dilapidated houses of their less well-off neighbors. The ethnicities of
those involved in the clash have attracted media, yet the roots of the
incident may lie elsewhere. As Kazakhstans oil-rich economy booms --
growing at a roughly double-digit rate for the last six years -- the
rich-poor and rural-urban divides have widened, leading to social

While Kazakhstans elite and burgeoning middle class have been riding the
oil boom, the poor have struggled to adapt to market conditions. Many have
grown poorer, battling to reconcile rising prices with low wages. Sixteen
percent of the population lives on less than 2 dollars per day, according
to UNDP figures. In a March 28 statement, Abdrakhmanov, the local MP,
called for a sober evaluation of the underlying causes of the clash, which
lie beyond the boundaries of these villages. With local authorities
understaffed, under-resourced and lacking real power in Kazakhstans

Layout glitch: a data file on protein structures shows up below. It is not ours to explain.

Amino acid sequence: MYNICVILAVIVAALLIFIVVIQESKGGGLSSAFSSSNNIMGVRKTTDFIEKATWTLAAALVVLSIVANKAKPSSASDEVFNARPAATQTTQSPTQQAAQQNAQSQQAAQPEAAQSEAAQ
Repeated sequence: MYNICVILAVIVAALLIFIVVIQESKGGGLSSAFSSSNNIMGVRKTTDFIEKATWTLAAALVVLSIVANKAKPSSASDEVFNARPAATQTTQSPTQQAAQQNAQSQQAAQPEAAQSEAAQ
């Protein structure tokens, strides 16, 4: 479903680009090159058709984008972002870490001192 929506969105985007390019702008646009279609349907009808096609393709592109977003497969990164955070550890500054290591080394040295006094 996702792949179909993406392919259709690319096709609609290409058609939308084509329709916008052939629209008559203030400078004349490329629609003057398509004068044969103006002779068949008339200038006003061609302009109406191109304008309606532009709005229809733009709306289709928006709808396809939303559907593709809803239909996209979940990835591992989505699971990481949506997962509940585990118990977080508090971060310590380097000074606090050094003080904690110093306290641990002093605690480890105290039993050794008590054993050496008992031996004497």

centralized system, people have little influence over vital local issues:
the sale of land plots, property, the use of water resources.

Discontent is growing in the villages, Abdrakhmanov added. Rural relations
are becoming more and more acute, especially near cities. Despite a
reduction in the number of cattle, there is a lack of pasture and of land
to make hay, because land is not always allocated fairly, the statement
continued. Land is a sensitive topic. As prices for land and housing
rocket, the less well-off are coming under increasing economic stress.
Land disputes on the outskirts of Almaty led to clashes between
inhabitants and police last summer, as people accused of settling there
illegally were evicted.  Observers have pointed to a perception among
ordinary people that the rich and powerful are protected by a system in
which corruption is endemic.  Shadow business is flourishing in many areas
under the protection of law-enforcement structures, Abdrakhmanov alleged.